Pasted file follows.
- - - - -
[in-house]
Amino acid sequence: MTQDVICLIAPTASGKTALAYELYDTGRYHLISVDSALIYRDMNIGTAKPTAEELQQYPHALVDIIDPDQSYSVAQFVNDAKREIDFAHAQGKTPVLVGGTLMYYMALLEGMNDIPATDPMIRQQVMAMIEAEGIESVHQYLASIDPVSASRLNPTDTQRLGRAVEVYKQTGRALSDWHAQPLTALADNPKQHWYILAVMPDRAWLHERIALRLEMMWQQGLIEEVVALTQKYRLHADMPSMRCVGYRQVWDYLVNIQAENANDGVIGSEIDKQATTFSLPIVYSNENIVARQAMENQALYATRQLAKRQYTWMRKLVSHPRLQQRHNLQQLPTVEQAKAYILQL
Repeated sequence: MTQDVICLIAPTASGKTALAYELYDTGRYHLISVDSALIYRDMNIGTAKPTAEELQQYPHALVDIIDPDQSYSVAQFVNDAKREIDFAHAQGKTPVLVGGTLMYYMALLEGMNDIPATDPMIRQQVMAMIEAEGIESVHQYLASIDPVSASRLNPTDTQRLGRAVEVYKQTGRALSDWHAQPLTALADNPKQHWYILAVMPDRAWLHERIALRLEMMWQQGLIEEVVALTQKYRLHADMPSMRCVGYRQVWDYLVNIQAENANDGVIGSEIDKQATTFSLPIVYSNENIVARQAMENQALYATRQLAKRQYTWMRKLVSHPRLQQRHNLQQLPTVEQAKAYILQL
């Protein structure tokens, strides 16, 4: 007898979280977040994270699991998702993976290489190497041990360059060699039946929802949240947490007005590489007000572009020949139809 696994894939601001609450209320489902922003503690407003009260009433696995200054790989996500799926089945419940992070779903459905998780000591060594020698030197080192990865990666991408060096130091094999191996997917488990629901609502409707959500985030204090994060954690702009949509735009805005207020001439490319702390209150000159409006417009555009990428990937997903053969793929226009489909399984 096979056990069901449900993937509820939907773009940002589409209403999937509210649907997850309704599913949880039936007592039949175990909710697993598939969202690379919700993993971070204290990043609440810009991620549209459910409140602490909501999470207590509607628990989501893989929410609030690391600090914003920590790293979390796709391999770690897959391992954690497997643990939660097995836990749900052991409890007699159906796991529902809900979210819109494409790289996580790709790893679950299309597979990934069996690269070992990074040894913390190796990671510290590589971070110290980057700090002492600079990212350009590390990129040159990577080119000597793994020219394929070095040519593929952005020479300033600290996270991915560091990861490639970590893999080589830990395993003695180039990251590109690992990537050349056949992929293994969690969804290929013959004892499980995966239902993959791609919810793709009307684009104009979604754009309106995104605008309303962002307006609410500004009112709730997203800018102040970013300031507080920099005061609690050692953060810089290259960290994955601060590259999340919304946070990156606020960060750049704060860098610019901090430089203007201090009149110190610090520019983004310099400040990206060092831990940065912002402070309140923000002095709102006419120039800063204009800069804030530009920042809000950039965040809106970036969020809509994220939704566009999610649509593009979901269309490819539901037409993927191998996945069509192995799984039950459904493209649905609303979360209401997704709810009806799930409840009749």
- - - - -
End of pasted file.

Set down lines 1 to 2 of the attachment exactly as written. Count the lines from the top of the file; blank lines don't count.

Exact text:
[in-house]
Amino acid sequence: MTQDVICLIAPTASGKTALAYELYDTGRYHLISVDSALIYRDMNIGTAKPTAEELQQYPHALVDIIDPDQSYSVAQFVNDAKREIDFAHAQGKTPVLVGGTLMYYMALLEGMNDIPATDPMIRQQVMAMIEAEGIESVHQYLASIDPVSASRLNPTDTQRLGRAVEVYKQTGRALSDWHAQPLTALADNPKQHWYILAVMPDRAWLHERIALRLEMMWQQGLIEEVVALTQKYRLHADMPSMRCVGYRQVWDYLVNIQAENANDGVIGSEIDKQATTFSLPIVYSNENIVARQAMENQALYATRQLAKRQYTWMRKLVSHPRLQQRHNLQQLPTVEQAKAYILQL